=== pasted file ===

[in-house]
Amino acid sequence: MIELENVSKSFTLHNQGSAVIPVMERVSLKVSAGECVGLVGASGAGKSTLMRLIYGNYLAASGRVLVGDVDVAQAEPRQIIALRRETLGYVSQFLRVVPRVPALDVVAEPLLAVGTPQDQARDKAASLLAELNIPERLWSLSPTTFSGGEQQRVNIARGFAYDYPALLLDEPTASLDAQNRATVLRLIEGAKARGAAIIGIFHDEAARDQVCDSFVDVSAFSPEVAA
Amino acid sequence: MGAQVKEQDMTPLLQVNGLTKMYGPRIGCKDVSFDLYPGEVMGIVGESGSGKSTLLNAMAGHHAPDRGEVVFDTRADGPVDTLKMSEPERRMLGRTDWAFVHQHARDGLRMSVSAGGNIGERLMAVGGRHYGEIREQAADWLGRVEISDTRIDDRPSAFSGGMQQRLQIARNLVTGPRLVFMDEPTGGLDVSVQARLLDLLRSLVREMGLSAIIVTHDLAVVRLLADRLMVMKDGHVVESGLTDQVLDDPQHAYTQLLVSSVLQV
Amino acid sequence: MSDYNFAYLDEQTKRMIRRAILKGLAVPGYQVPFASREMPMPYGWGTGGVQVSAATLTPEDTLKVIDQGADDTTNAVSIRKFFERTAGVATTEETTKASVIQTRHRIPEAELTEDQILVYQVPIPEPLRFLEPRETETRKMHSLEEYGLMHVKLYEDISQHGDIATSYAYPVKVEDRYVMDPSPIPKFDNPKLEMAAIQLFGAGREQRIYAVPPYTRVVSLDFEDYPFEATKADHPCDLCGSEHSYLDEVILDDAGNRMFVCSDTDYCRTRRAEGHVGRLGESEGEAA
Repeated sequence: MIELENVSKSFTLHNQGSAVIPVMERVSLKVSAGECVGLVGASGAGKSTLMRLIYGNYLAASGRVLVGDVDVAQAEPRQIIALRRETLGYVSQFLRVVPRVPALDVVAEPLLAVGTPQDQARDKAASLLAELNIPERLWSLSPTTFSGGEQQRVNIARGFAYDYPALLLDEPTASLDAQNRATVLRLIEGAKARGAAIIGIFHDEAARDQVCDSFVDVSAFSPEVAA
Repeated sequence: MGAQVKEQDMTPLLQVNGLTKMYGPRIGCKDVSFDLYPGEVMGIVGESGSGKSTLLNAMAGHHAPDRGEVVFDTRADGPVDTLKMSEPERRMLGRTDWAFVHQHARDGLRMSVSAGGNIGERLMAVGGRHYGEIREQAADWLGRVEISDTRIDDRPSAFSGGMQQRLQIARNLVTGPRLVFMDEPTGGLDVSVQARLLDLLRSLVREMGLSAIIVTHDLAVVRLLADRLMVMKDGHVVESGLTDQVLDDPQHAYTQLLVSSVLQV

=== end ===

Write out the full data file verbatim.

[in-house]
Amino acid sequence: MIELENVSKSFTLHNQGSAVIPVMERVSLKVSAGECVGLVGASGAGKSTLMRLIYGNYLAASGRVLVGDVDVAQAEPRQIIALRRETLGYVSQFLRVVPRVPALDVVAEPLLAVGTPQDQARDKAASLLAELNIPERLWSLSPTTFSGGEQQRVNIARGFAYDYPALLLDEPTASLDAQNRATVLRLIEGAKARGAAIIGIFHDEAARDQVCDSFVDVSAFSPEVAA
Amino acid sequence: MGAQVKEQDMTPLLQVNGLTKMYGPRIGCKDVSFDLYPGEVMGIVGESGSGKSTLLNAMAGHHAPDRGEVVFDTRADGPVDTLKMSEPERRMLGRTDWAFVHQHARDGLRMSVSAGGNIGERLMAVGGRHYGEIREQAADWLGRVEISDTRIDDRPSAFSGGMQQRLQIARNLVTGPRLVFMDEPTGGLDVSVQARLLDLLRSLVREMGLSAIIVTHDLAVVRLLADRLMVMKDGHVVESGLTDQVLDDPQHAYTQLLVSSVLQV
Amino acid sequence: MSDYNFAYLDEQTKRMIRRAILKGLAVPGYQVPFASREMPMPYGWGTGGVQVSAATLTPEDTLKVIDQGADDTTNAVSIRKFFERTAGVATTEETTKASVIQTRHRIPEAELTEDQILVYQVPIPEPLRFLEPRETETRKMHSLEEYGLMHVKLYEDISQHGDIATSYAYPVKVEDRYVMDPSPIPKFDNPKLEMAAIQLFGAGREQRIYAVPPYTRVVSLDFEDYPFEATKADHPCDLCGSEHSYLDEVILDDAGNRMFVCSDTDYCRTRRAEGHVGRLGESEGEAA
Repeated sequence: MIELENVSKSFTLHNQGSAVIPVMERVSLKVSAGECVGLVGASGAGKSTLMRLIYGNYLAASGRVLVGDVDVAQAEPRQIIALRRETLGYVSQFLRVVPRVPALDVVAEPLLAVGTPQDQARDKAASLLAELNIPERLWSLSPTTFSGGEQQRVNIARGFAYDYPALLLDEPTASLDAQNRATVLRLIEGAKARGAAIIGIFHDEAARDQVCDSFVDVSAFSPEVAA
Repeated sequence: MGAQVKEQDMTPLLQVNGLTKMYGPRIGCKDVSFDLYPGEVMGIVGESGSGKSTLLNAMAGHHAPDRGEVVFDTRADGPVDTLKMSEPERRMLGRTDWAFVHQHARDGLRMSVSAGGNIGERLMAVGGRHYGEIREQAADWLGRVEISDTRIDDRPSAFSGGMQQRLQIARNLVTGPRLVFMDEPTGGLDVSVQARLLDLLRSLVREMGLSAIIVTHDLAVVRLLADRLMVMKDGHVVESGLTDQVLDDPQHAYTQLLVSSVLQV